Abscesses of the Periodontium
1. Overview of Periodontal abscess
A. Introduction in the Periodontal abscess
1. Periodontal abscess can be defined as an acute infection with the participation of a limited collection of pus in the periodontium.
2. Abscesses periodontal collection of pus. Pus consists mainly of dead white blood cells that can result when the protective mechanisms of the body are involved in attempts to control the infection.
3. In its early stages, periodontal abscess can be found hygienist during oral inspection for planned treatment visit, but in the later stages of periodontal abscess may cause patients to a dentist for pain relief.
4. Abscesses periodontal described as limited. The term " limited means a localized abscess or confined to a specific site (i.e., the front surface of a tooth). Figure 33-1 shows a typical example of periodontal abscess.
5. Accurate bacterial etiology periodontal abscess is not clear, but it is known that most of these lesions contain microflora are mainly gram-negative and anaerobic.
Most studies indicate that bacteria have seen in these abscesses similar to bacteria saw in periodontitis
patients with deeper pockets.
Characteristics of an Abscess of the Periodontium
1. The typical patient complaints related to periodontal abscess include dental pain and swelling of the gums (box 33-2).
a. Pain as a result of periodontal abscess is usually described by the patient as constant pain. Patients are often report that the pain is easy for them to localize (i.e., the patient can specify the exact place that hurts).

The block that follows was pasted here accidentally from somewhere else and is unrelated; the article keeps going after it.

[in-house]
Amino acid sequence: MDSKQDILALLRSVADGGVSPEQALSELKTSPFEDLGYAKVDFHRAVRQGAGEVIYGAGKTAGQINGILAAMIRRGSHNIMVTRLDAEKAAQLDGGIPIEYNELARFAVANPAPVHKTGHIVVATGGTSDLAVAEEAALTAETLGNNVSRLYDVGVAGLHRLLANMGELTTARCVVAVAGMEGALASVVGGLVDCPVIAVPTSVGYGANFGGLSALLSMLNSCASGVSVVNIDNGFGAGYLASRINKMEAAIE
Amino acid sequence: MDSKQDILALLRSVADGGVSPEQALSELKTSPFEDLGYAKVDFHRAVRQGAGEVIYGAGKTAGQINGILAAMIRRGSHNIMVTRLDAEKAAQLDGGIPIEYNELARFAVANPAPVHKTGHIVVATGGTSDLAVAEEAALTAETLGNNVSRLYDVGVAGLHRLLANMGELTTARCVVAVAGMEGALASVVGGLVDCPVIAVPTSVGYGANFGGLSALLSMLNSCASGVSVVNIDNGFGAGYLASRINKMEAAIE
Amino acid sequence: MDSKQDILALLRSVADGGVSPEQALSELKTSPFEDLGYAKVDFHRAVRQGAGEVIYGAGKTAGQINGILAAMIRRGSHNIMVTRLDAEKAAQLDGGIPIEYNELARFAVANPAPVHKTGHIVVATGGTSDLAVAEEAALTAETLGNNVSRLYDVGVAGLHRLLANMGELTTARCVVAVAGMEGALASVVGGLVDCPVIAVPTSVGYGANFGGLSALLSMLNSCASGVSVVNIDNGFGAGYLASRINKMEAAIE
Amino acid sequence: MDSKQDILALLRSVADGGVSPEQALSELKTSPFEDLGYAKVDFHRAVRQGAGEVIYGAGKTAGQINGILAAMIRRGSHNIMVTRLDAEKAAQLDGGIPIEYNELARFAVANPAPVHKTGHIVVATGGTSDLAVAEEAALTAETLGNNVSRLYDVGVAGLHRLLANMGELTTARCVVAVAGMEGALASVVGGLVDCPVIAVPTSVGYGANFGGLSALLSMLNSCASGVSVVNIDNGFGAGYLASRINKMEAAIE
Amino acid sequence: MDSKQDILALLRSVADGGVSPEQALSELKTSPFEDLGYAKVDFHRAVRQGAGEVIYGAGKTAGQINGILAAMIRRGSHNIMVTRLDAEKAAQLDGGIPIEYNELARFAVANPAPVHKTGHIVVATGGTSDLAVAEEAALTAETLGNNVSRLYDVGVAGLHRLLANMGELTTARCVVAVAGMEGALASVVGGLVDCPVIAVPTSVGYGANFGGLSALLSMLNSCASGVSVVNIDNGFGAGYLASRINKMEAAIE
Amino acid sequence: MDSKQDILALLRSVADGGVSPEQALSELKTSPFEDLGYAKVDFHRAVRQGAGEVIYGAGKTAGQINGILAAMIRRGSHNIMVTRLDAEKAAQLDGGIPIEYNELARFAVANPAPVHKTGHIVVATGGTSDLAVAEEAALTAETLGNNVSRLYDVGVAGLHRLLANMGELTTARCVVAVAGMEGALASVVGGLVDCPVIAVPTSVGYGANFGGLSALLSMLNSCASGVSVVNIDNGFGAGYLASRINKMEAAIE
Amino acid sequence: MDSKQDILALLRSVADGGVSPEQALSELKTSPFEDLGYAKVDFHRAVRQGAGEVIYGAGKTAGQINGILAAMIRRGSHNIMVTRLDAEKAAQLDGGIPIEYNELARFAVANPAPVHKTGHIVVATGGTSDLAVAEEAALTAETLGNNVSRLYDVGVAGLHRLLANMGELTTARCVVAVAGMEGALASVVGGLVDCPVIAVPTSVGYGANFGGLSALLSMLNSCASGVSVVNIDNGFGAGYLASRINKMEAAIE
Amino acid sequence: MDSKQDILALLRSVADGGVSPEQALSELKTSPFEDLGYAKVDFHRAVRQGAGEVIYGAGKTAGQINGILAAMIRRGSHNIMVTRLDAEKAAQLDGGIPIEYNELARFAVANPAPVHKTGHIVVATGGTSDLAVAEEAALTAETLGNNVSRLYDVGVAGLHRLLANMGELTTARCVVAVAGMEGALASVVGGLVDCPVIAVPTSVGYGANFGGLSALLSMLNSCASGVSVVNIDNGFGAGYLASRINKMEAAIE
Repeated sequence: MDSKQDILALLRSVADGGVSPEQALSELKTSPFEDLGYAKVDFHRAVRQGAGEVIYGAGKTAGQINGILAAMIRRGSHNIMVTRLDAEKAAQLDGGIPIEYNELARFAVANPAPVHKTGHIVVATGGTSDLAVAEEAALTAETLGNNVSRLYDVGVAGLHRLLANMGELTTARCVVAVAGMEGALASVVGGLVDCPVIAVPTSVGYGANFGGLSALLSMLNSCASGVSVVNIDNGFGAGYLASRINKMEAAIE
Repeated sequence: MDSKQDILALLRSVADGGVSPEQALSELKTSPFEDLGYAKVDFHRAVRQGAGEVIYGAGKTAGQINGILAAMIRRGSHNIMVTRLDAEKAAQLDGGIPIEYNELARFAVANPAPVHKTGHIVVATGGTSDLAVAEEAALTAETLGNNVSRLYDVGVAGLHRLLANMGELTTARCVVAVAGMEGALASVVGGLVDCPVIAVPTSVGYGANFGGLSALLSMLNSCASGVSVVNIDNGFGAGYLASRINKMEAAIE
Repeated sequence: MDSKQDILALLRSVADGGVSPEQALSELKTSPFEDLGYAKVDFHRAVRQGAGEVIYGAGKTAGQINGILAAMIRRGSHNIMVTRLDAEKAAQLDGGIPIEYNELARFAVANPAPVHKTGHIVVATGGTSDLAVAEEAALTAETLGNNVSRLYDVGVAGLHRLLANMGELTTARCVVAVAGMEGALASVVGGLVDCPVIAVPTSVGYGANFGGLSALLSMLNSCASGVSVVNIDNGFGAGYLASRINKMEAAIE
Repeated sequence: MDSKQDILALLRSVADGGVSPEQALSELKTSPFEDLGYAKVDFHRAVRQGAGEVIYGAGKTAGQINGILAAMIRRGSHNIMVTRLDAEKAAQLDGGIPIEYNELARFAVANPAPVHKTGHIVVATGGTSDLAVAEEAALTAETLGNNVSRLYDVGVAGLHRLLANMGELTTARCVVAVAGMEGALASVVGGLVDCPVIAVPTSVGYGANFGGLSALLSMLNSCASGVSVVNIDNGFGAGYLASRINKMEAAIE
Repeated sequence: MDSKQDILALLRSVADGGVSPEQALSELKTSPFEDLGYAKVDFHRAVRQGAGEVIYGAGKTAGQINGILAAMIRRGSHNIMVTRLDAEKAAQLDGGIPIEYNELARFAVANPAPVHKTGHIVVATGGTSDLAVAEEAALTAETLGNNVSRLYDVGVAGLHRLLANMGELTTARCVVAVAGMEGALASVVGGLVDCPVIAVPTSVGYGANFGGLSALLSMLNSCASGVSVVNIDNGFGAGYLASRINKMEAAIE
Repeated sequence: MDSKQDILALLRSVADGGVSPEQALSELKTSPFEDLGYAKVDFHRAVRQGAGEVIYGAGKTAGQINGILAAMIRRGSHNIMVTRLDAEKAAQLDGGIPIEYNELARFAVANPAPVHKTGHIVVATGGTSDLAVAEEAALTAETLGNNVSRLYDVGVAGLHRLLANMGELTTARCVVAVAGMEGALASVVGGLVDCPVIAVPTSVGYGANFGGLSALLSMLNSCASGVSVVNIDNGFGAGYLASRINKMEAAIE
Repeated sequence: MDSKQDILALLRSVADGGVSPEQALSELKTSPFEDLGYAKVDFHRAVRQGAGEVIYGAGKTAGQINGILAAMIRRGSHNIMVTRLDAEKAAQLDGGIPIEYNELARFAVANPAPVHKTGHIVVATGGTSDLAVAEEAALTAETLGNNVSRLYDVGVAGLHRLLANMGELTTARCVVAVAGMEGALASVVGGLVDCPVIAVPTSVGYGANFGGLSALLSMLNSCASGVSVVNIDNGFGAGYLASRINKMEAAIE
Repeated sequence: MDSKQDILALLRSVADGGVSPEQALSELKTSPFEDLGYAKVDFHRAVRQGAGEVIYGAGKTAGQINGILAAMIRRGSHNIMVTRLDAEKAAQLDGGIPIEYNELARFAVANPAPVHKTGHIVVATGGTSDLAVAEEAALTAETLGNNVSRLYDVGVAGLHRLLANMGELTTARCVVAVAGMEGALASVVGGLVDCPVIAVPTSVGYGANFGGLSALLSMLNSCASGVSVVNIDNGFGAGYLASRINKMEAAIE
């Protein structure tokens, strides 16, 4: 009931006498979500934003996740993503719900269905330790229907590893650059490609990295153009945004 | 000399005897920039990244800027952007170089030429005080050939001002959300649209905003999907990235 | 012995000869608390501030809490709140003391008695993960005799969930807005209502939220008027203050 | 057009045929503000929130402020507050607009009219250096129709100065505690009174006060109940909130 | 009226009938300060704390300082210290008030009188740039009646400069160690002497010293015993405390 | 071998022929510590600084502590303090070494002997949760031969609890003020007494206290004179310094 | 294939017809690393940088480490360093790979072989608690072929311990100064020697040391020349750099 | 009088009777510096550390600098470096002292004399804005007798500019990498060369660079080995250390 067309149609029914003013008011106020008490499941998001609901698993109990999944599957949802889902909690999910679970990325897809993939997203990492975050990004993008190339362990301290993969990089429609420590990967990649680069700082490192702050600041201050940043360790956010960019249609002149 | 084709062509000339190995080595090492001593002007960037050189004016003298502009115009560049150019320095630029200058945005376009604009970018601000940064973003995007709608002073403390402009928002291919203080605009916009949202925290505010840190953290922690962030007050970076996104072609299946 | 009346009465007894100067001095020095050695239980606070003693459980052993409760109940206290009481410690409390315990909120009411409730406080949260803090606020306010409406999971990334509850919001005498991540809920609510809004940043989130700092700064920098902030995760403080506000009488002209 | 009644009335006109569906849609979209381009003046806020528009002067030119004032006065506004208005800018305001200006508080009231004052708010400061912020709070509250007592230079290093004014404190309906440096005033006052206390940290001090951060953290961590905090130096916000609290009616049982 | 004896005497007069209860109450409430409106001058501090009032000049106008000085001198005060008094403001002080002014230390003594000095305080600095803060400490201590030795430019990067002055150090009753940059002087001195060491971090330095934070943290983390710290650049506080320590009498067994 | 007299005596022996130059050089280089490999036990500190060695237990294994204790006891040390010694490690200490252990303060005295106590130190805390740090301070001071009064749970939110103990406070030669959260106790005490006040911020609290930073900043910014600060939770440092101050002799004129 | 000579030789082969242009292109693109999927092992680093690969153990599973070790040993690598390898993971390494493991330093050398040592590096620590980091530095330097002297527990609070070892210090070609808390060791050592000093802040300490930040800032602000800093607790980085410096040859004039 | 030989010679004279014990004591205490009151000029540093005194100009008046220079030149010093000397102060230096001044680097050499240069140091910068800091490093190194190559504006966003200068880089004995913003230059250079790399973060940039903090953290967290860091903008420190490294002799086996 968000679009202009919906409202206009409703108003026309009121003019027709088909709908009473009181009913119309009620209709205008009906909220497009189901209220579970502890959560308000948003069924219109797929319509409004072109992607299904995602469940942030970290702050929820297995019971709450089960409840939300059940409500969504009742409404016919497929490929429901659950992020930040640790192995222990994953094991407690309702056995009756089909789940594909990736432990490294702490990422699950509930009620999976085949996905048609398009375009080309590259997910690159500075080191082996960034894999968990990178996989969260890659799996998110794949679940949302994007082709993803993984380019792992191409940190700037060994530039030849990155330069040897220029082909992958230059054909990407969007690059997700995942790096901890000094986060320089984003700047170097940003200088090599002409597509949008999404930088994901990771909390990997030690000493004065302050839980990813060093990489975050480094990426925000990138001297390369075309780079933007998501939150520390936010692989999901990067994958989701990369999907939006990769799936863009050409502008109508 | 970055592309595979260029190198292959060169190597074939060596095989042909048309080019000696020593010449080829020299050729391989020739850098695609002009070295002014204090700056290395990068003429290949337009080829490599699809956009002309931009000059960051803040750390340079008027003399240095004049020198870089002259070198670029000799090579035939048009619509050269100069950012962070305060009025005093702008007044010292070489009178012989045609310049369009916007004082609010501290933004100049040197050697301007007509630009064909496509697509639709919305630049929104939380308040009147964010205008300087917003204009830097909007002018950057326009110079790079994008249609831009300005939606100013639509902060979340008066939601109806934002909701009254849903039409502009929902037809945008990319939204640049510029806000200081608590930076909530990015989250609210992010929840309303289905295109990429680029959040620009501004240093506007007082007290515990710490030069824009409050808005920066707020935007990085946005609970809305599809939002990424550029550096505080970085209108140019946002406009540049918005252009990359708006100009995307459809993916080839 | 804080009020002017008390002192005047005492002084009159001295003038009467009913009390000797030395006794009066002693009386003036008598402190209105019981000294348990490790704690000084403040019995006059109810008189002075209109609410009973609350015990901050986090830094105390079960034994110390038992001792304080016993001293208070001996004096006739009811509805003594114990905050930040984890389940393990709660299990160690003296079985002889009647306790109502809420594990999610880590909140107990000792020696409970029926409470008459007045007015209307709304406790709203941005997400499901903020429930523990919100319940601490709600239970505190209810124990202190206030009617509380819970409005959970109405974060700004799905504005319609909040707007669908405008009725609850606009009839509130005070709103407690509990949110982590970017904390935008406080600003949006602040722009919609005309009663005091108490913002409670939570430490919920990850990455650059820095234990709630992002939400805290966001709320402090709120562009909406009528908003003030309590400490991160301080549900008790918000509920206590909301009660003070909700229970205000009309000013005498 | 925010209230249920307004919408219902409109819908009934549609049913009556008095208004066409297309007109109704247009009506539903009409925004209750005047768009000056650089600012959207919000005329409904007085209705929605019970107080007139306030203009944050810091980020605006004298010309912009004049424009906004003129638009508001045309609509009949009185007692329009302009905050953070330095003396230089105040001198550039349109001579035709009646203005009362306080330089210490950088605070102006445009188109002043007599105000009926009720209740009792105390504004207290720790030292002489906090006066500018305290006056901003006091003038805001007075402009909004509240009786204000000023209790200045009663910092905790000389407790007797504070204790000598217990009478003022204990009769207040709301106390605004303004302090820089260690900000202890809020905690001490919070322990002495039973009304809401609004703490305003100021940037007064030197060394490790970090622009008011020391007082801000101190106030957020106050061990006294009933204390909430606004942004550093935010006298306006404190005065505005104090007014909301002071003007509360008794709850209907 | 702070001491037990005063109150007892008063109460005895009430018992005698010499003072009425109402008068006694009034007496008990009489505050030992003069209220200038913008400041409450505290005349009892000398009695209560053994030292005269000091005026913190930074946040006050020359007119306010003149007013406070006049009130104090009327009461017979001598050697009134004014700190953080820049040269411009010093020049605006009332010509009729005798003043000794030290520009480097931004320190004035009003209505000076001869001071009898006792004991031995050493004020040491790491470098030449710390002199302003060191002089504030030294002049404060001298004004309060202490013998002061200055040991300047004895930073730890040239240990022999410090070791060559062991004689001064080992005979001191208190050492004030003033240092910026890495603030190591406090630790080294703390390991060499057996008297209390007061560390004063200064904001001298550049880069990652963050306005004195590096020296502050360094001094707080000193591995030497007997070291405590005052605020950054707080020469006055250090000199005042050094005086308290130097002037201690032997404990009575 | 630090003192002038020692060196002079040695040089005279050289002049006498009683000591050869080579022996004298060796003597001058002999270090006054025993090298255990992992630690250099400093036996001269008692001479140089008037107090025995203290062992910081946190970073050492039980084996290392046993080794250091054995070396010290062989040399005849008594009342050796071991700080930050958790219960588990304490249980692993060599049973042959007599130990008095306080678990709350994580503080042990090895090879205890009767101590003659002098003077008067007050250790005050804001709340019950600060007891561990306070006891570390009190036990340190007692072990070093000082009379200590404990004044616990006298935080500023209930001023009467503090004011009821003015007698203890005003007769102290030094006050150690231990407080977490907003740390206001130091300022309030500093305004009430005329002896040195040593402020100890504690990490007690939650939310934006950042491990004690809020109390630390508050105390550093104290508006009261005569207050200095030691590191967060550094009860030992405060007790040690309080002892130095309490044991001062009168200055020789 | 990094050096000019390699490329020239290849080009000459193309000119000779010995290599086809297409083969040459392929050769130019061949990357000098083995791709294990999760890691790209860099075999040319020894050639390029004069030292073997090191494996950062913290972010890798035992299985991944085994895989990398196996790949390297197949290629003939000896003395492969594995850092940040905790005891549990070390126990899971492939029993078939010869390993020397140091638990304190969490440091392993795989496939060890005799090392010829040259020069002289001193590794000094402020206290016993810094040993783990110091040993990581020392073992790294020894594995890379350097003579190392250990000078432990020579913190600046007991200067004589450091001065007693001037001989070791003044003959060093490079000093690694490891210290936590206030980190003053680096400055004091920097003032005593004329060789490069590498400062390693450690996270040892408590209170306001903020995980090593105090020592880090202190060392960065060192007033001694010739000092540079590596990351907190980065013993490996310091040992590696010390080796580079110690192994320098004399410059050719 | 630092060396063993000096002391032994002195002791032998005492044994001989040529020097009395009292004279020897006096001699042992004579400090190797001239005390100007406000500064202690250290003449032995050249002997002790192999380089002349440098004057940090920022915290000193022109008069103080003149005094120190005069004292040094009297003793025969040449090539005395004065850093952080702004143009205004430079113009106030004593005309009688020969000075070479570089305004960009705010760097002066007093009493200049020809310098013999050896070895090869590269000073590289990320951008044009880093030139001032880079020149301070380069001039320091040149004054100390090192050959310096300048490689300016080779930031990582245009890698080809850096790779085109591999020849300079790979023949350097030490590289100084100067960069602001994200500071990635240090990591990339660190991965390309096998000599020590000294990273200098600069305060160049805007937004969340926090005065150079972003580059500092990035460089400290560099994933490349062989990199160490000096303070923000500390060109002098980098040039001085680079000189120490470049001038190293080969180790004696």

B. In addition to the pain and swelling, the patient may report difficulty in chewing and may report, unpleasant taste in the mouth.
2. Oral examination, as a rule, will be to identify the presence of limited swelling of the soft tissues. This tumor can lead to gum only, or it may include both the gums and mucous.
3. Many teeth with periodontal abscess are also temporary increase mobility.
4. Dental x-rays of teeth with periodontal abscess often show bone loss in alveolar region abscess, but not with the participation of the top of the tooth. Fig. 33-2 is an x-ray of tooth abscess and periodontitis.
a. Alveolar bone loss due to periodontal abscess can happen very quickly when compared to the rate of the alveolar bone loss associated, as a rule, with the use of all forms of periodontitis.
B. Although dental x-ray of periodontal abscess can detect bone loss alveolar, periodontitis patient's impossible to say which part of the missing bones in the result of acute infection and the fact that part of the missing bone was called chronic periodontitis that existed prior formed an abscess...